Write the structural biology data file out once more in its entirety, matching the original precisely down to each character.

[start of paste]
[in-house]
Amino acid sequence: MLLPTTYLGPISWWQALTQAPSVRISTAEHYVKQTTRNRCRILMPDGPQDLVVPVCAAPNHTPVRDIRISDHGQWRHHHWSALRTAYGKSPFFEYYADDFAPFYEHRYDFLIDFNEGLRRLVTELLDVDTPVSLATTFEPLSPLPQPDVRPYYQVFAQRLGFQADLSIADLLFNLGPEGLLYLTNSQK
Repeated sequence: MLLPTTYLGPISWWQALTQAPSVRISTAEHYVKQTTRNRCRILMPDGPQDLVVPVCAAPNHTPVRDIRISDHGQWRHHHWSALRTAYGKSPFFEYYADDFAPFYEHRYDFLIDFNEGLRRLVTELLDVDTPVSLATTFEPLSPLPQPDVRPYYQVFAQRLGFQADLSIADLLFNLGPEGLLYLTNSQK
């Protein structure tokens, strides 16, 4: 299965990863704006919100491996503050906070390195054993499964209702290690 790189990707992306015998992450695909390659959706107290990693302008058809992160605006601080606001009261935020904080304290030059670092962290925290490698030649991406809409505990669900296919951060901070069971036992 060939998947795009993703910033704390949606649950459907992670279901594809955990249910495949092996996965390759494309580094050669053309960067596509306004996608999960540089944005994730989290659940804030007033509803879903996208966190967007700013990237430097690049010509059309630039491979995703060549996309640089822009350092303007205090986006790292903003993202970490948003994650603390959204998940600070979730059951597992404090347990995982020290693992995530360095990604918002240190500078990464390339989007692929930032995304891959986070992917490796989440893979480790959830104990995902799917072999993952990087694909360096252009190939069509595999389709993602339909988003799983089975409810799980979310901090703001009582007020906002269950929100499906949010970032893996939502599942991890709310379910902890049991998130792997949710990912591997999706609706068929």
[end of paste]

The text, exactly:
[in-house]
Amino acid sequence: MLLPTTYLGPISWWQALTQAPSVRISTAEHYVKQTTRNRCRILMPDGPQDLVVPVCAAPNHTPVRDIRISDHGQWRHHHWSALRTAYGKSPFFEYYADDFAPFYEHRYDFLIDFNEGLRRLVTELLDVDTPVSLATTFEPLSPLPQPDVRPYYQVFAQRLGFQADLSIADLLFNLGPEGLLYLTNSQK
Repeated sequence: MLLPTTYLGPISWWQALTQAPSVRISTAEHYVKQTTRNRCRILMPDGPQDLVVPVCAAPNHTPVRDIRISDHGQWRHHHWSALRTAYGKSPFFEYYADDFAPFYEHRYDFLIDFNEGLRRLVTELLDVDTPVSLATTFEPLSPLPQPDVRPYYQVFAQRLGFQADLSIADLLFNLGPEGLLYLTNSQK
């Protein structure tokens, strides 16, 4: 299965990863704006919100491996503050906070390195054993499964209702290690 790189990707992306015998992450695909390659959706107290990693302008058809992160605006601080606001009261935020904080304290030059670092962290925290490698030649991406809409505990669900296919951060901070069971036992 060939998947795009993703910033704390949606649950459907992670279901594809955990249910495949092996996965390759494309580094050669053309960067596509306004996608999960540089944005994730989290659940804030007033509803879903996208966190967007700013990237430097690049010509059309630039491979995703060549996309640089822009350092303007205090986006790292903003993202970490948003994650603390959204998940600070979730059951597992404090347990995982020290693992995530360095990604918002240190500078990464390339989007692929930032995304891959986070992917490796989440893979480790959830104990995902799917072999993952990087694909360096252009190939069509595999389709993602339909988003799983089975409810799980979310901090703001009582007020906002269950929100499906949010970032893996939502599942991890709310379910902890049991998130792997949710990912591997999706609706068929």